By Chris Sorensen - Sunday, December 16, 2012 - 0 Comments
Nintendo, Sony and Microsoft are struggling to reinvent video games as touchscreens and tablets take over the living room
Nintendo’s 2006 launch of the Wii console marked a new era for video games. With its innovative motion-sensing controllers, used to mimic the swing of a tennis racquet or golf club, the $250 Wii immediately struck a chord with gamers and non-gamers alike. Amazon sold out of its initial stock of sleek, white Wii consoles in just seven minutes.
The Wii’s unexpected success catapulted third-ranked Nintendo to the top of the video game industry, ahead of Microsoft’s Xbox 360 and Sony’s PlayStation 3—both of which are more powerful (and more expensive) machines. More importantly, it suggested a much wider potential market for game consoles beyond basement-dwelling teenagers.
But the renaissance has proved short-lived. Console sales have declined dramatically in recent years as existing systems grow long in the tooth. Nintendo posted a loss of $530 million this year, its first since 1981. And competition from tablets and smartphones, with their cheap, downloadable games, threatens to steal away millions of casual gamers. “Tablets and smartphones are the black hole of the consumer electronics industry right now, sucking the growth out of everything else,” says Kaan Yigit, the president of Toronto’s Solutions Research Group, a consumer research firm. “The growth rates we saw after Wii first came out are but a distant memory.”
By Peter Nowak - Monday, July 16, 2012 at 11:55 AM - 0 Comments
If there’s one fact that crystallized a little more last week, it’s that the video game industry is set for some major disruption. Ouya, an Android-running set-top box that is looking for investment via crowd-sourced funding site Kickstarter, made a big splash on Tuesday. The attention came partly because Kickstarter projects are all the rage these days, but also because there is a definite appetite for just the sort of disruption Ouya is promising. The fact that the effort hit its $1million funding goal in no time indicates just how badly the gaming public wants something new.
The frustration was most effectively articulated by Destructoid reviews editor Jim Sterling in his latest video rant, which he posted a day before Ouya hit Kickstarter. To summarize, Sterling thinks video game consoles – primarily the Xbox 360 and PlayStation 3 – have become “crap PCs” that ultimately defeat their entire purpose. Virtually every console game now requires multiple log-ins, upfront installation, frequent downloadable updates and complicated – and annoying – digital rights management that limits how the game and its assorted content can be used. Whereas once upon a time a person could pop a disc (or cartridge) into the machine and be off to the races in seconds, now there’s a whole slew of hoops to jump through before the action starts.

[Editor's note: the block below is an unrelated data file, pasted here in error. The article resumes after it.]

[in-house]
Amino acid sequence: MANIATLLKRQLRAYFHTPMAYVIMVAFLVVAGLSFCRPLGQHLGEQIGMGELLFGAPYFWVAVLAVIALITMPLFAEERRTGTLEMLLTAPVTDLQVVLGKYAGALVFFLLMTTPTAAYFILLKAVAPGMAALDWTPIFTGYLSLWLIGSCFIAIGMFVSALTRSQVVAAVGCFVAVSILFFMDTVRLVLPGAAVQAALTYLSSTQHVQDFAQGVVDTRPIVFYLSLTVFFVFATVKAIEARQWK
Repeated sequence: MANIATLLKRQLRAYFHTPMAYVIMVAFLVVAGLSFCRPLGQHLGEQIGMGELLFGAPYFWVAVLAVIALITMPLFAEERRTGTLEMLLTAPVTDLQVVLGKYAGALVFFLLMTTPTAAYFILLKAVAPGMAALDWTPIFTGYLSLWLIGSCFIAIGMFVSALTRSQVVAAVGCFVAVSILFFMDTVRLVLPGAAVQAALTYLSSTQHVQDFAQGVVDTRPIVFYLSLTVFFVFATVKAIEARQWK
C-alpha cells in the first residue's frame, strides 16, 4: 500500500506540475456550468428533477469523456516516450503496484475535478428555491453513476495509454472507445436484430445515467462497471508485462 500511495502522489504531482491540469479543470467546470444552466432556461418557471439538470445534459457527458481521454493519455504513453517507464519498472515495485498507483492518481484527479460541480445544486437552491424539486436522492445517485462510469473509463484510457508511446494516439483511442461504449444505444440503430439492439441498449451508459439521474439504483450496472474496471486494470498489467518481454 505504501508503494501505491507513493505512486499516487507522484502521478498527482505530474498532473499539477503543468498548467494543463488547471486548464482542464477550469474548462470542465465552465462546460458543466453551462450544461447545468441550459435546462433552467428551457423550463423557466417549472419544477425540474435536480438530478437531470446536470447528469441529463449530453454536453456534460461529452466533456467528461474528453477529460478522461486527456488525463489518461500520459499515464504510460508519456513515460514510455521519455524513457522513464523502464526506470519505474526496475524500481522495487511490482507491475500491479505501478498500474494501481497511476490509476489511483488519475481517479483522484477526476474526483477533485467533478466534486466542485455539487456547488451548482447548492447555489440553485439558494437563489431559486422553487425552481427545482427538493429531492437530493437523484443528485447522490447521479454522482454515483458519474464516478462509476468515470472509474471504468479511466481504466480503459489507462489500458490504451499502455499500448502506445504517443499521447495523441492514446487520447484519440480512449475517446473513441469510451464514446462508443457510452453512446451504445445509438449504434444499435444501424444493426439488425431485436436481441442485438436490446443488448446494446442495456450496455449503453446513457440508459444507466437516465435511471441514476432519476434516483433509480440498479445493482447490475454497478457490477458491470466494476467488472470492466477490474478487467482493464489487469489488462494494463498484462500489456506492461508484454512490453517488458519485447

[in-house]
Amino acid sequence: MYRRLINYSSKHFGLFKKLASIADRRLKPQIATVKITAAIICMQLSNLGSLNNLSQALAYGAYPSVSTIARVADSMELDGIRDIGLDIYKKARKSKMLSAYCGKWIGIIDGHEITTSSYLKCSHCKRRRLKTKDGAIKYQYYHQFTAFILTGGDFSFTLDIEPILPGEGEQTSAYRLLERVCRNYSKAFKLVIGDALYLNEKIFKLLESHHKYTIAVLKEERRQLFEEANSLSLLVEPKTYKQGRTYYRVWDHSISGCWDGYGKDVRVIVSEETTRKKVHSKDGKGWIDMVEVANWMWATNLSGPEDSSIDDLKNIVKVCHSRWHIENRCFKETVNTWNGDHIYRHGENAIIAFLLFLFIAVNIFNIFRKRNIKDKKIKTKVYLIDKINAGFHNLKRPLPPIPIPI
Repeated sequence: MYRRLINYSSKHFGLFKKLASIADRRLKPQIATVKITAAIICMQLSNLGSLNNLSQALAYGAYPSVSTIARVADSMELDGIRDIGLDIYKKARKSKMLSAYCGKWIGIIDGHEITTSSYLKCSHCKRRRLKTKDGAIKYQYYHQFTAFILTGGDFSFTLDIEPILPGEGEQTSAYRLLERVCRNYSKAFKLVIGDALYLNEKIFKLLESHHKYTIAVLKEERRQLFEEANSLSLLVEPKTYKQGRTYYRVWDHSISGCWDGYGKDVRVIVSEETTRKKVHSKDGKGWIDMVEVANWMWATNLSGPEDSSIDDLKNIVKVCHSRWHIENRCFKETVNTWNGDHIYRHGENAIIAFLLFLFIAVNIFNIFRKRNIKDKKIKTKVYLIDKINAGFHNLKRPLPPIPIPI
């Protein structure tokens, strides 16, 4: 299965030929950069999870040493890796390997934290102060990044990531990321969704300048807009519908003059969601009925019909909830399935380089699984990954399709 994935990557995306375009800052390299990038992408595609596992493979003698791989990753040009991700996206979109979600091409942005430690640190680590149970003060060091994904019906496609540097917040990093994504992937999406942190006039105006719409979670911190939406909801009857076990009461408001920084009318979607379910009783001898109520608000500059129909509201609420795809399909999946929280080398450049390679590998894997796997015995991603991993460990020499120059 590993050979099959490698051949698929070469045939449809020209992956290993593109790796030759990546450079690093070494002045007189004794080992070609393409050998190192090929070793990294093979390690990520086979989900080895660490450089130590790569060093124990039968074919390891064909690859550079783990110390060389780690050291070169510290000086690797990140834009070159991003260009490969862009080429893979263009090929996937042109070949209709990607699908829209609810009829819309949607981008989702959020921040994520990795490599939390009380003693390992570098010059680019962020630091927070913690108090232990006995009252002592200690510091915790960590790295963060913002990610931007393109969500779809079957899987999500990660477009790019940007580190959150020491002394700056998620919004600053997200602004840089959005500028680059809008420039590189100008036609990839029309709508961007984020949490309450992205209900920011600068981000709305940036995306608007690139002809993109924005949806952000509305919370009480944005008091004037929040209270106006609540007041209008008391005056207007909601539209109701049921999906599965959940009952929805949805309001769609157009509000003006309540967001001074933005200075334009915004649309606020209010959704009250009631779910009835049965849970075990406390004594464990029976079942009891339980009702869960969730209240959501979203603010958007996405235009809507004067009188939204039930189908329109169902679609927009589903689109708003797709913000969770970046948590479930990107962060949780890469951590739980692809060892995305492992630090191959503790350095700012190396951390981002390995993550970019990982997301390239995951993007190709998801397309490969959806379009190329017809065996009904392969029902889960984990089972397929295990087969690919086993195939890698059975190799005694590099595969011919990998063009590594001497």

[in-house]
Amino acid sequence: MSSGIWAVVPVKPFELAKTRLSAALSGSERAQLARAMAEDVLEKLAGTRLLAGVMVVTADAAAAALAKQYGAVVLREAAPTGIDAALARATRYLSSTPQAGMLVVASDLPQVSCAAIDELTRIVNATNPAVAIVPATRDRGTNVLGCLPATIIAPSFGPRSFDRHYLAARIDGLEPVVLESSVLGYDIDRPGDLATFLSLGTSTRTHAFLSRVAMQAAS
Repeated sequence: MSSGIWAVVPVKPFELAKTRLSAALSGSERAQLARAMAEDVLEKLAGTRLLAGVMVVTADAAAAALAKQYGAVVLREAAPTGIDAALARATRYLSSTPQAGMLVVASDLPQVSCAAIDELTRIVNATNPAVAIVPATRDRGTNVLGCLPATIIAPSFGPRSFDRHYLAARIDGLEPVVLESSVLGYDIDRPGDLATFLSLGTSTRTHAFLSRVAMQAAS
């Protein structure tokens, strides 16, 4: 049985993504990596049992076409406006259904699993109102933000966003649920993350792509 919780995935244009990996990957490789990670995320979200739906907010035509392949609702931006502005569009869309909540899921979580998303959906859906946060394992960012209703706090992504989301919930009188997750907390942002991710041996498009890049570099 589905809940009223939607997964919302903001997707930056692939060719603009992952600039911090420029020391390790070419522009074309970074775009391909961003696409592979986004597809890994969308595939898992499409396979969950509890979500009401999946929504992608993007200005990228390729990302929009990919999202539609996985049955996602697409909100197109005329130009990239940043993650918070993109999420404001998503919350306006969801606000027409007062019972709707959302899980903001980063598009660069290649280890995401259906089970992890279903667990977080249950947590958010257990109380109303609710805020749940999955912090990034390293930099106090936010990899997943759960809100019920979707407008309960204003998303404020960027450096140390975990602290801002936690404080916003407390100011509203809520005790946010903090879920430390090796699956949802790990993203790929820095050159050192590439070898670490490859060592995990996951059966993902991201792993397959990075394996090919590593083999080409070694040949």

By Jason Kirby - Thursday, April 1, 2010 at 9:00 AM - 10 Comments
To counter the Wii system, Sony launched a rival called Move
It’s rarely a good sign when analysts and bloggers attach the suffix “-like” to your competitor’s product to describe your latest, cutting-edge innovation. But for Sony, which has finally unveiled a motion-sensor controller for its PlayStation 3 video game console—four years and 65 million units after Nintendo’s Wii first hit store shelves—“Wii-like” will have to do.
At a gaming event in San Francisco, Sony officially debuted the Move. Like the Wii, users hold the Sony controller in their hands and as they move, the game responds to their actions. But what sets Move apart is the PlayStation Eye camera, which tracks a glowing ball atop the controller and lets games better track your 3-D movements in space. The controller is due out later this year and will sell for around $100. Early reviews of the Move controller have been mixed. Some bloggers dismissed it as too little, too late, while others found it more refined than the Wii.
Still, for all the time Sony has had to come up with its response, many analysts seemed underwhelmed. Of course, the small matter of the Great Recession might explain why Sony has held off releasing its own motion controller until now—sales of video game consoles and games have been badly battered by the economic downturn.
But Sony has a good reason to get a move on Move. Later this year, Microsoft will begin selling its own much anticipated motion control system, known as Project Natal. It involves no controllers whatsoever. Instead it relies on advanced infrared and motion-sensor technology so that players’ whole bodies become the controller. Microsoft even tapped director Steven Spielberg to unveil the device, prompting much speculation about hybrid movie-video games that star players in their own feature films.
Both the Move and Natal are still several months from launch, but already Wedbush Morgan Securities analyst Michael Pachter has predicted Microsoft will outsell Sony five to one. Ultimately, Move may end up going nowhere.